Today in Seven Questions, we introduce Ecotone associate editor Michelle Donahue. In addition to editing, Michelle writes fiction and has published essays and poems. Her prose has been supported by the Kentucky Foundation for Women and has been published in Arts & Letters, CutBank, Porterhouse Review, Passages North, and others. She received an MFA in creative writing & environment from Iowa State and a PhD in literature and creative writing from the University of Utah. Before joining Ecotone in August 2022, she was an editor for Quarterly West, the Adroit Journal, and Flyway: Journal of Writing & Environment.
Michelle is a generous and energetic editor and a fabulous writer (not to mention a surfer and a brewer of beer). We are delighted to welcome her to the Ecotone team!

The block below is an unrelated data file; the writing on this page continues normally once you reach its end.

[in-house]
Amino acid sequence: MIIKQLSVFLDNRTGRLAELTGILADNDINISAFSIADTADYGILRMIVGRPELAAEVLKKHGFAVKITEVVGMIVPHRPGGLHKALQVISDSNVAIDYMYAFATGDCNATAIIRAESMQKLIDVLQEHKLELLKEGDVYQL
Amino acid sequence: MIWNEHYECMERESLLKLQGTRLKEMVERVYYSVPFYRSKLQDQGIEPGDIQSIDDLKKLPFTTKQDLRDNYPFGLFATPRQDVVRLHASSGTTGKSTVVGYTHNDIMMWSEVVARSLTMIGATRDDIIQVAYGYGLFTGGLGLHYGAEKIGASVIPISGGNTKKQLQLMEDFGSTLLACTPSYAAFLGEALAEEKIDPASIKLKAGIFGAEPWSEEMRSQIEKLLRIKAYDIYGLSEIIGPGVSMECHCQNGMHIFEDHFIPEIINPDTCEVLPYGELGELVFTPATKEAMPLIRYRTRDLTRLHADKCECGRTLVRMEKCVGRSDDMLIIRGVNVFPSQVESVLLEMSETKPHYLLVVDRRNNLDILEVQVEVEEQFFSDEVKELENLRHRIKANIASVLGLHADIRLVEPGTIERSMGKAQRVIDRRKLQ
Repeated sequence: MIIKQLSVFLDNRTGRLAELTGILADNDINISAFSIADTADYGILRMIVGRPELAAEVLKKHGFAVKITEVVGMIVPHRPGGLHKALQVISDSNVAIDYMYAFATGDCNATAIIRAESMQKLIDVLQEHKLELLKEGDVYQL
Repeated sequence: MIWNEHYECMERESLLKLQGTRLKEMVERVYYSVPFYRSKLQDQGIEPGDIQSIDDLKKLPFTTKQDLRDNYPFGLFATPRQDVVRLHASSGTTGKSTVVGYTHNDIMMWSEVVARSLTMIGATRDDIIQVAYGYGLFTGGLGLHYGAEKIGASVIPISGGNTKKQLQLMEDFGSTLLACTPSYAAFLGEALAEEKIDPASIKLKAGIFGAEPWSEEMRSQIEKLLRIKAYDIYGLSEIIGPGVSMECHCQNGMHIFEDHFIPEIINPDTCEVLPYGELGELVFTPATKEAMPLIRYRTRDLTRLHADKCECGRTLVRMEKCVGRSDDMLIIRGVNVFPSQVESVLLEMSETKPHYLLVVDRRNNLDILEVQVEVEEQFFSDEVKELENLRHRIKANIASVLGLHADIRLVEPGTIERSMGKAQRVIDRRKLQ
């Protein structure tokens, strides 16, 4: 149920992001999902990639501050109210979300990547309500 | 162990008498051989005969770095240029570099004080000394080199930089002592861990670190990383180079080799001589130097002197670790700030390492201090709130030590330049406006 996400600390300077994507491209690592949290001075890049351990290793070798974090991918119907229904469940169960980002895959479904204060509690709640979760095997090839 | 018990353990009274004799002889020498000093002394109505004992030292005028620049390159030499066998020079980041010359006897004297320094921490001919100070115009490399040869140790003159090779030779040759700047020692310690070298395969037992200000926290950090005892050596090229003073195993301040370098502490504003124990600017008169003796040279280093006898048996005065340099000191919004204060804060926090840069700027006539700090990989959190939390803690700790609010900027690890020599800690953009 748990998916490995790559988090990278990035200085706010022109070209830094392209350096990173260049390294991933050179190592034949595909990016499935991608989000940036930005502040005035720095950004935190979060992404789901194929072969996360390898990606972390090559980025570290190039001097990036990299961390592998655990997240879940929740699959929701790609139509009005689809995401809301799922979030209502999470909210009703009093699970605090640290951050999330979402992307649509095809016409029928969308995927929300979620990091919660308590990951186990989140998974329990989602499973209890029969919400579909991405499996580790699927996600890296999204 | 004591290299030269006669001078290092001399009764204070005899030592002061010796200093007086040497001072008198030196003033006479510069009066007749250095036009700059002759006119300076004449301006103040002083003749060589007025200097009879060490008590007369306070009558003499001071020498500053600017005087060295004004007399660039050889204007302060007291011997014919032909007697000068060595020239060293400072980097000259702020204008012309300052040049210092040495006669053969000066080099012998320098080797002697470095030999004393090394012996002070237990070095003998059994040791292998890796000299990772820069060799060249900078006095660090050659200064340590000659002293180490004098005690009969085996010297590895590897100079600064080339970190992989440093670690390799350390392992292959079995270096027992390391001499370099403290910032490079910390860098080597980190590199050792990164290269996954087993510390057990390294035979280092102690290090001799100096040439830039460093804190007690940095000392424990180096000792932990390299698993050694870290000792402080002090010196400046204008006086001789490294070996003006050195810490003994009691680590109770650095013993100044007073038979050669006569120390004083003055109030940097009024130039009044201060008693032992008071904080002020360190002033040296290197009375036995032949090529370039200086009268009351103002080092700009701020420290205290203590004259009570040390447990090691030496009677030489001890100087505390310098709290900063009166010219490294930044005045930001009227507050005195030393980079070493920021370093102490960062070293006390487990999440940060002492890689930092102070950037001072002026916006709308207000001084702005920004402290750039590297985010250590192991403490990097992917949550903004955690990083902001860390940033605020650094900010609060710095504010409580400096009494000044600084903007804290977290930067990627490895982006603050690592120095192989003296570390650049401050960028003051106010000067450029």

Co–fiction editor Becca Hannigan interviewed Michelle in fall 2022.
As you settle in to Wilmington and your new roles at Ecotone and in the creative writing department, what do you find most exciting?
I’m most excited by the real commitment to community here. Everyone has been so welcoming, and it’s clear that people are interested in building a nourishing publishing, teaching, and writing environment. I’m honored to be a new member of such a beautiful ecosystem of writers, teachers, students, and editors.
Your degrees are in creative writing and literature as well as Could you share a specific experience, class, or conversation that’s carried you along? To what extent do you view your work as a writer and editor through a scientific lens?